But there is a beauty in the Mass that is there to be appreciated. New-comers sometimes have to struggle to see it and old-timers have to struggle to continue seeing it, if they have before, or see it for the first time if they have yet to really appreciate it ever, which is the case for a great many young Catholics today.

Eric

Joseph said...

It would be difficult to comment on the first video without sounding uncharitable. The second clip was very beautiful. I am pleased to have access to two traditional Masses in my area. Though they aren't as prominent as they are in St. Louis. They have more of an "underground" feel. It doesn't appear that the bishops up here in the Harford Archdiocese and the Diocese of Bridgeport are very enthused about tradition, so it can only be found in the "designated" churches, usually in the really bad parts of town.

Oso Famoso said...

This makes situations like Father Pfelger's parish in Chicago all the more troubling. Father Pfleger has the liturgy but destroys it.

This is also why I can't stand seeing an ugly, Brady Bunch style Catholic Parish. What were they thinking?

When I was a "secret-Catholic", meaning I would sometimes sneak into a Catholic mass and just watch, one day I realized an important difference between a Catholic Church and my PCA Church.

In the center of my PCA church was a podium. A podium at which my pastor gave man made sermons (granted they were usually very good sermons). But at the center of the Catholic Church was an alter. Wow....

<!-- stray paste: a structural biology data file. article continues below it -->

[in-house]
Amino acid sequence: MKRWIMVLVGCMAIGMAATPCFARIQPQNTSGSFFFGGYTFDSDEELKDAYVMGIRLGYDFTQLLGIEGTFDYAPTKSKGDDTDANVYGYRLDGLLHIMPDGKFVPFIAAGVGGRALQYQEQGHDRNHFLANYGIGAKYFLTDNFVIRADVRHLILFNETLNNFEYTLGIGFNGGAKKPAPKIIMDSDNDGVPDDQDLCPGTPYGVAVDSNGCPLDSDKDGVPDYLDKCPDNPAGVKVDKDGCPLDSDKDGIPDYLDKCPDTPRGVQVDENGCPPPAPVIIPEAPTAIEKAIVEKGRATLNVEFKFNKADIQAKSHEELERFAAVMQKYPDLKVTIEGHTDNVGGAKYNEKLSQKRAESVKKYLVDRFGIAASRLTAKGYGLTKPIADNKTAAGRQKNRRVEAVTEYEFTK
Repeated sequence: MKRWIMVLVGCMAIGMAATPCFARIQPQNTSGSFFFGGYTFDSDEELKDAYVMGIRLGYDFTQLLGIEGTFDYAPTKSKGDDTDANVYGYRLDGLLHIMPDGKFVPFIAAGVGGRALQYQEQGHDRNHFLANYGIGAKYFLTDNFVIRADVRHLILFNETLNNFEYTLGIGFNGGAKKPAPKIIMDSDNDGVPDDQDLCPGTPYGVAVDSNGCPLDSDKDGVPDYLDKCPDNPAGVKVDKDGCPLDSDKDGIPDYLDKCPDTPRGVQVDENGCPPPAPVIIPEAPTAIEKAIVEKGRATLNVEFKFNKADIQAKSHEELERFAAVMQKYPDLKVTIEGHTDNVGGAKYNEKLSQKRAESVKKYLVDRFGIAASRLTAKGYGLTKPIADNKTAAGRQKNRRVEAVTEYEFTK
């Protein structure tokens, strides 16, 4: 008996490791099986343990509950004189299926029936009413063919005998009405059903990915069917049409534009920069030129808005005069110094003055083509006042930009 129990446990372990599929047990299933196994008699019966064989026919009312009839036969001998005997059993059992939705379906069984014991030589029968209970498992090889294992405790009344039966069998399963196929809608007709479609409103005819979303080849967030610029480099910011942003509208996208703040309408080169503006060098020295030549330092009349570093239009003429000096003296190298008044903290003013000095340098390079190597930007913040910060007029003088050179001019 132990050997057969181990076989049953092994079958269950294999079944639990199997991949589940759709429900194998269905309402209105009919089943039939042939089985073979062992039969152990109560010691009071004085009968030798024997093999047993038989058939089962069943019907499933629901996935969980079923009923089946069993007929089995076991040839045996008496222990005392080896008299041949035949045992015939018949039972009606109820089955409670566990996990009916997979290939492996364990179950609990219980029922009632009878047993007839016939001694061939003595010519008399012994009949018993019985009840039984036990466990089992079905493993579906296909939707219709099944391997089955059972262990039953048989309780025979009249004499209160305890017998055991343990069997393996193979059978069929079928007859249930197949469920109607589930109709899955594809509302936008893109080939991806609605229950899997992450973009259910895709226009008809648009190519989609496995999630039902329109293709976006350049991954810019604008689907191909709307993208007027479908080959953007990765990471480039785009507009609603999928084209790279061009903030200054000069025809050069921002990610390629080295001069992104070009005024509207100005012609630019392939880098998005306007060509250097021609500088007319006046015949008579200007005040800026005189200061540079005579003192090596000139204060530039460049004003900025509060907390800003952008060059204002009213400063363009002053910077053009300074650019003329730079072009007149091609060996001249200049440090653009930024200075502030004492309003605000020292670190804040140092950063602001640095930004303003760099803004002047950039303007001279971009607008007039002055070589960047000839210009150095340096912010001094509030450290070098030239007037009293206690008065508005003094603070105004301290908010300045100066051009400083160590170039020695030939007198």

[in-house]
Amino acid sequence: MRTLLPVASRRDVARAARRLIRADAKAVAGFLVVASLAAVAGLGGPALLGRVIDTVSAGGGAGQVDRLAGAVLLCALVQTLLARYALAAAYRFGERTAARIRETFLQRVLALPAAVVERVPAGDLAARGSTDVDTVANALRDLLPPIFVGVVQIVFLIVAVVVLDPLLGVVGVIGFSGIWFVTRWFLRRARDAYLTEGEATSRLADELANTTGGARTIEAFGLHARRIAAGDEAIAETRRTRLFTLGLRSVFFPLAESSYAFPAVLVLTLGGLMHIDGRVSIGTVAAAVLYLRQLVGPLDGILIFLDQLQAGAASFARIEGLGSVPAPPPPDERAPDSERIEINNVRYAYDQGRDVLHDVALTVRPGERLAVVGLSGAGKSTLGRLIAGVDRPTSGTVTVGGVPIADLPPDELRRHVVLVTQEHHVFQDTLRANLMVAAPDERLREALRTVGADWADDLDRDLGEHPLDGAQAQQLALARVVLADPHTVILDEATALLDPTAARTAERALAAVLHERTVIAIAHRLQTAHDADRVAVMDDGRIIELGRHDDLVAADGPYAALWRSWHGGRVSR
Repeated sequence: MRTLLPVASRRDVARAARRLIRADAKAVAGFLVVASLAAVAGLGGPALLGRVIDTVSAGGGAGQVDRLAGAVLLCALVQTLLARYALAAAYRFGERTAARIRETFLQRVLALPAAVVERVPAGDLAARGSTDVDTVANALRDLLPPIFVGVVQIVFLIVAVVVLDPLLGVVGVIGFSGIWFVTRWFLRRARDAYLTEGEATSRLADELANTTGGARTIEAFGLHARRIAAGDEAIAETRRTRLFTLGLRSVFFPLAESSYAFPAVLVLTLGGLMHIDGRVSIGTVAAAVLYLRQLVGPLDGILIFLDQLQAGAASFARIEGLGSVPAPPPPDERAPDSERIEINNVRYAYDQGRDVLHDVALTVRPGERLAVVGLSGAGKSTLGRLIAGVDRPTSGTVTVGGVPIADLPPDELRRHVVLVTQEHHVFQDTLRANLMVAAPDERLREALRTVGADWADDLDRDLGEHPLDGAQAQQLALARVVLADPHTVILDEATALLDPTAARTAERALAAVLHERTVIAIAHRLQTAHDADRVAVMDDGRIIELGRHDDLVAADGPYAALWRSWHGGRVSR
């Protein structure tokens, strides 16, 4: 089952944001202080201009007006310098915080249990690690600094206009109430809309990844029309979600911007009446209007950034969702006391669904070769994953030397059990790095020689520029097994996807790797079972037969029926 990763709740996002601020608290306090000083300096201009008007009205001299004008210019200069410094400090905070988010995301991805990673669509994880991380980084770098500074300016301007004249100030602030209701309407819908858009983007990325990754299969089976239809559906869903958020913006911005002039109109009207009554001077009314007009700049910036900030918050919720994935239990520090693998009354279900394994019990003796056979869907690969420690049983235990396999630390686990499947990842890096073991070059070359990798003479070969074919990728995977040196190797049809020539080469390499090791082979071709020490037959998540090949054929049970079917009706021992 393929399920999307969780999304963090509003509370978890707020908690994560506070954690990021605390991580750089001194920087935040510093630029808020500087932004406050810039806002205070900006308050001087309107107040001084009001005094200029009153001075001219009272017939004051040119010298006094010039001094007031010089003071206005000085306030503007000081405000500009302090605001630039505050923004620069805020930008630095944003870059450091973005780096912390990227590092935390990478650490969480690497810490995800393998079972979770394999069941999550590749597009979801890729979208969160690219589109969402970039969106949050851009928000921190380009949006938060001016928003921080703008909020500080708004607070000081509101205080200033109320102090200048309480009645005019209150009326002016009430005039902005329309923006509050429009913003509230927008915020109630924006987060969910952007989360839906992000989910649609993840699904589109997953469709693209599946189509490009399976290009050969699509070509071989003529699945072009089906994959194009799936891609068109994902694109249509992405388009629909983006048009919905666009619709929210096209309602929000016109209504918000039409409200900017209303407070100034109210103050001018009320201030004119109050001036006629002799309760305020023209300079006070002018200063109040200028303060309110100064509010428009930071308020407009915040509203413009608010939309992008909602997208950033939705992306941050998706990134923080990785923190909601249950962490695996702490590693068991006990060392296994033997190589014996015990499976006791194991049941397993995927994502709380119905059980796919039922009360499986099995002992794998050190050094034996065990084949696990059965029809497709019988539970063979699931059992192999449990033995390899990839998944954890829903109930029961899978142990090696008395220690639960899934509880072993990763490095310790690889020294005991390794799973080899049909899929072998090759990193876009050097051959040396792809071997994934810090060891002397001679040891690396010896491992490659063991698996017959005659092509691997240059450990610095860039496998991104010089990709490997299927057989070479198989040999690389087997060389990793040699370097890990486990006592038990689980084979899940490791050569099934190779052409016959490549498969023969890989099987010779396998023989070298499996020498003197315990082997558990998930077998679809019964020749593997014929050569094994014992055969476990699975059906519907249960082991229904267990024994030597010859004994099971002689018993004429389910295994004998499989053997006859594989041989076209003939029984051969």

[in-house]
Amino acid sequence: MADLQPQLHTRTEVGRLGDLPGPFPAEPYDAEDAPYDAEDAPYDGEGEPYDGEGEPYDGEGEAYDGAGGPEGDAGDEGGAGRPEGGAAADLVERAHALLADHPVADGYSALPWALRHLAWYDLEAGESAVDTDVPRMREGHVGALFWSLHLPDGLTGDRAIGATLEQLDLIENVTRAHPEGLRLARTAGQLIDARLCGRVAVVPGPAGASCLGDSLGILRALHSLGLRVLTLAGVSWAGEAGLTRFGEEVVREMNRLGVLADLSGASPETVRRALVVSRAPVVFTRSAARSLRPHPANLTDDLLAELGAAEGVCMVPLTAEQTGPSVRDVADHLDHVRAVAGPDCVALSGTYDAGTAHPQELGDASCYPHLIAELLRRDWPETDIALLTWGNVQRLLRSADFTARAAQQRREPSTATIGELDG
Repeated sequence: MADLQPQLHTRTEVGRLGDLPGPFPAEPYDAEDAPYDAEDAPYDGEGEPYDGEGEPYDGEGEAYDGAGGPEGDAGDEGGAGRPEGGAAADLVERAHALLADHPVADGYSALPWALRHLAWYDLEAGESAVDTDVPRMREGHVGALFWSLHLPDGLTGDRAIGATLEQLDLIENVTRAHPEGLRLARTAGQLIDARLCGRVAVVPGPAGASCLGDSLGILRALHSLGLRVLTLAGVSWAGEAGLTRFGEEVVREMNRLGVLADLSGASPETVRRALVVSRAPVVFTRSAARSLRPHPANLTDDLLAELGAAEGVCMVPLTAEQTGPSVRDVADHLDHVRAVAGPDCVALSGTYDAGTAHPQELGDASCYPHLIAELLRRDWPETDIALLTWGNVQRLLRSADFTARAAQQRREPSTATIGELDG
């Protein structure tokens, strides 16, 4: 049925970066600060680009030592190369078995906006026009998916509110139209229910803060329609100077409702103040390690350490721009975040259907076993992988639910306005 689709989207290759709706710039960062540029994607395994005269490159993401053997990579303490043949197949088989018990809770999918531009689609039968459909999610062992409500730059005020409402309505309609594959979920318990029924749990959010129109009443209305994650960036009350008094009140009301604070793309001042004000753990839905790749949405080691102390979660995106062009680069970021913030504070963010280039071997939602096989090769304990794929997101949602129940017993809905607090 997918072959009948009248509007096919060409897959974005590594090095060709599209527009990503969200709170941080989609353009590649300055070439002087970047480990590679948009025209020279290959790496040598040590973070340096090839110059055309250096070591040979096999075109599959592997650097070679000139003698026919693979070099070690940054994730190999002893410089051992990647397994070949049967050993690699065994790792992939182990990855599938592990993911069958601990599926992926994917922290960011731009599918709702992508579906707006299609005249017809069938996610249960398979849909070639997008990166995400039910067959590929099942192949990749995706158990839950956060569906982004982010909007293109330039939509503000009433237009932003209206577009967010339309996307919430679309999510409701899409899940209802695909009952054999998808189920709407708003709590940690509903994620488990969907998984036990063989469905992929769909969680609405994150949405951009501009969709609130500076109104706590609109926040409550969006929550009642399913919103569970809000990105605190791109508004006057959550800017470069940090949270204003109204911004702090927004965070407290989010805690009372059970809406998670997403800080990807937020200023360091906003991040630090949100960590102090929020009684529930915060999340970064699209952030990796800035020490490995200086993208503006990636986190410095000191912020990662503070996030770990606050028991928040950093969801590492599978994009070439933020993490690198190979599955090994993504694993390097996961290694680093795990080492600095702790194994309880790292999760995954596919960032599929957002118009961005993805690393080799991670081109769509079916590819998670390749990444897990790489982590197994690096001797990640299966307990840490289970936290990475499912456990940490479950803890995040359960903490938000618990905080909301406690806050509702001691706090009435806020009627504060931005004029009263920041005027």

The climax of my PCA Church was the sermon. Sometimes we had visiting pastors if our pastor was out of town. Often times the visiting pastor’s sermon wouldn’t be very good. I’d here people talk about it the next week, “Oh, what a bad sermon last week.” In the back of my head I was thinking, “Why is the sermon the focus of our worship?”

George Weis said...

Brian,

I enjoyed this post very much! I am so ashamed when brothers and sisters in Christ do what you mentioned. All too often, I wonder how much SHOWMANSHIP is taking place in churches like that one, and how much confusion is in a church like the clip you showed.

Additionally I am confounded at the great deal of man-talk that you encountered. So typical of our western culture to be man-focused. I am increasingly concerned for the church as we try to mimmic the world and the culture to the point where the sanctuary simply becomes a theater of sorts. My siblings attend a megachurch complete with light shows, guitar solo zoom-ins and a Starbucks (well not an actual Starbucks of course).
My brothers fateful comment "It is the only church that I can stay awake in" horrifies me! Our consumerism is taking us down in so many ways.

The gathering of Christians should always be Christ centered. Our worship should be communal and unified. Our participation in the Eucharist should be reverent. We must stop seeking out a fulfilling experience for ourselves. If we abandoned ourselves to God, we would be filled. I think as you noted, in certain environments, that kind of focus is easier to achieve.

I appreciate the nod that you did give to Protestants in regards to their devotion to Christ and their communal love. I do indeed appreciate the reverence of higher church services, even though I have rarely traversed such assemblies. I intend to enjoy the opportunity to explore them, although I do find in many ways my own Church to be Christ focused, at least that is their aim. Not to say that many do not get wrapped up in the beautiful orchestrated and choral music, or the sermons, as I am sure they do.

May you be richly blessed for the sake of the Kingdom.

-g-

Jim H. said...

"First we shape our buildings...then they shape us."

Churchill